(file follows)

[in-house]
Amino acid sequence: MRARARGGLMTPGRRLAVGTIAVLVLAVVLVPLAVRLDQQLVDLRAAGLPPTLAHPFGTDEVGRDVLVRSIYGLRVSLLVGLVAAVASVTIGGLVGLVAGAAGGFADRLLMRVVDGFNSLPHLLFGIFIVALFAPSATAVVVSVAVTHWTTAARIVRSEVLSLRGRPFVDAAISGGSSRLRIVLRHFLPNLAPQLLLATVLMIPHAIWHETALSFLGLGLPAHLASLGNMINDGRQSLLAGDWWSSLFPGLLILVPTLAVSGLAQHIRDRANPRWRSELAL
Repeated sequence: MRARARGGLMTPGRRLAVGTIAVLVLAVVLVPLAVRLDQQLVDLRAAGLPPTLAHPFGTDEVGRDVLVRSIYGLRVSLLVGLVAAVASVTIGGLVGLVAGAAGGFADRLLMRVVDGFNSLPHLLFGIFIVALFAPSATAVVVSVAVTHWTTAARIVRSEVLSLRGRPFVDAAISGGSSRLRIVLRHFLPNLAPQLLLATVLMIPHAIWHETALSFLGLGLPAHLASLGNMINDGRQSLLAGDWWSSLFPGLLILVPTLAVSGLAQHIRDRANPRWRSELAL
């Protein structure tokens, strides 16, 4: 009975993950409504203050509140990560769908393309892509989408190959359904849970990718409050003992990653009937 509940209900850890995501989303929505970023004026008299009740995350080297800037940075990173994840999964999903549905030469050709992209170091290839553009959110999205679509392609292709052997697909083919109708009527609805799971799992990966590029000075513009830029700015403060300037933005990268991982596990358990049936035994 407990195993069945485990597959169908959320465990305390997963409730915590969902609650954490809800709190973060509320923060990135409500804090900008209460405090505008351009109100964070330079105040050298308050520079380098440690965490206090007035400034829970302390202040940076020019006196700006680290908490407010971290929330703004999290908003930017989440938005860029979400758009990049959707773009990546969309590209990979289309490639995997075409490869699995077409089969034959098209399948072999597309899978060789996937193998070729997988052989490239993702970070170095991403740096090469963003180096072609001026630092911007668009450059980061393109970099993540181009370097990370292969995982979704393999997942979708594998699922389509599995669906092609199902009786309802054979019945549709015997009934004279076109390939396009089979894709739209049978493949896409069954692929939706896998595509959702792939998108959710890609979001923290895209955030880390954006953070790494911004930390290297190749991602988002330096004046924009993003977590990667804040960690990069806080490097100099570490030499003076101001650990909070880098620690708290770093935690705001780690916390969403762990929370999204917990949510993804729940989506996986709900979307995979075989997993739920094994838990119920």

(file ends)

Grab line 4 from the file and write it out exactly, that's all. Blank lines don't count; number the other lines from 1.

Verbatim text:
């Protein structure tokens, strides 16, 4: 009975993950409504203050509140990560769908393309892509989408190959359904849970990718409050003992990653009937 509940209900850890995501989303929505970023004026008299009740995350080297800037940075990173994840999964999903549905030469050709992209170091290839553009959110999205679509392609292709052997697909083919109708009527609805799971799992990966590029000075513009830029700015403060300037933005990268991982596990358990049936035994 407990195993069945485990597959169908959320465990305390997963409730915590969902609650954490809800709190973060509320923060990135409500804090900008209460405090505008351009109100964070330079105040050298308050520079380098440690965490206090007035400034829970302390202040940076020019006196700006680290908490407010971290929330703004999290908003930017989440938005860029979400758009990049959707773009990546969309590209990979289309490639995997075409490869699995077409089969034959098209399948072999597309899978060789996937193998070729997988052989490239993702970070170095991403740096090469963003180096072609001026630092911007668009450059980061393109970099993540181009370097990370292969995982979704393999997942979708594998699922389509599995669906092609199902009786309802054979019945549709015997009934004279076109390939396009089979894709739209049978493949896409069954692929939706896998595509959702792939998108959710890609979001923290895209955030880390954006953070790494911004930390290297190749991602988002330096004046924009993003977590990667804040960690990069806080490097100099570490030499003076101001650990909070880098620690708290770093935690705001780690916390969403762990929370999204917990949510993804729940989506996986709900979307995979075989997993739920094994838990119920």